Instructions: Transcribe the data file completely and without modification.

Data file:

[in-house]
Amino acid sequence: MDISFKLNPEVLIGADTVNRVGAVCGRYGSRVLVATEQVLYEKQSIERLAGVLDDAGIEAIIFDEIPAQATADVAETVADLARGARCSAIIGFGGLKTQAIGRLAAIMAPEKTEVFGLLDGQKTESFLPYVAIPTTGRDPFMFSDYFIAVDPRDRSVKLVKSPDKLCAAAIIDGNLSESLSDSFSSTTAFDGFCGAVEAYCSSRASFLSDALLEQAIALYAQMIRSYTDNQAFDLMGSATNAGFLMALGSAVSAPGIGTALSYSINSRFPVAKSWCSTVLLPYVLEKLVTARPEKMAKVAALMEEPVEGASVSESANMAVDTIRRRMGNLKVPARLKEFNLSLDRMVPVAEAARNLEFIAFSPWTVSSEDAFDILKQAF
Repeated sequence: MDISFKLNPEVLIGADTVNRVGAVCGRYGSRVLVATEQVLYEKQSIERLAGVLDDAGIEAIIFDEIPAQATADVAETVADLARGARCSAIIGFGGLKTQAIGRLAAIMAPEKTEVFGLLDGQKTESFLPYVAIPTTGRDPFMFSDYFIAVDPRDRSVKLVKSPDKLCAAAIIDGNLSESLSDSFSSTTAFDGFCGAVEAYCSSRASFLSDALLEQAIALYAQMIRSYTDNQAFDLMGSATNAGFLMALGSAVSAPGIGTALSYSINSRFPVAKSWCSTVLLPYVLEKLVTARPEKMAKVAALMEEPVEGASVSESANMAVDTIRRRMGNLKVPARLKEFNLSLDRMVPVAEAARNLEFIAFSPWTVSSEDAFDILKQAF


[in-house]
Amino acid sequence: MDISFKLNPEVLIGADTVNRVGAVCGRYGSRVLVATEQVLYEKQSIERLAGVLDDAGIEAIIFDEIPAQATADVAETVADLARGARCSAIIGFGGLKTQAIGRLAAIMAPEKTEVFGLLDGQKTESFLPYVAIPTTGRDPFMFSDYFIAVDPRDRSVKLVKSPDKLCAAAIIDGNLSESLSDSFSSTTAFDGFCGAVEAYCSSRASFLSDALLEQAIALYAQMIRSYTDNQAFDLMGSATNAGFLMALGSAVSAPGIGTALSYSINSRFPVAKSWCSTVLLPYVLEKLVTARPEKMAKVAALMEEPVEGASVSESANMAVDTIRRRMGNLKVPARLKEFNLSLDRMVPVAEAARNLEFIAFSPWTVSSEDAFDILKQAF
Repeated sequence: MDISFKLNPEVLIGADTVNRVGAVCGRYGSRVLVATEQVLYEKQSIERLAGVLDDAGIEAIIFDEIPAQATADVAETVADLARGARCSAIIGFGGLKTQAIGRLAAIMAPEKTEVFGLLDGQKTESFLPYVAIPTTGRDPFMFSDYFIAVDPRDRSVKLVKSPDKLCAAAIIDGNLSESLSDSFSSTTAFDGFCGAVEAYCSSRASFLSDALLEQAIALYAQMIRSYTDNQAFDLMGSATNAGFLMALGSAVSAPGIGTALSYSINSRFPVAKSWCSTVLLPYVLEKLVTARPEKMAKVAALMEEPVEGASVSESANMAVDTIRRRMGNLKVPARLKEFNLSLDRMVPVAEAARNLEFIAFSPWTVSSEDAFDILKQAF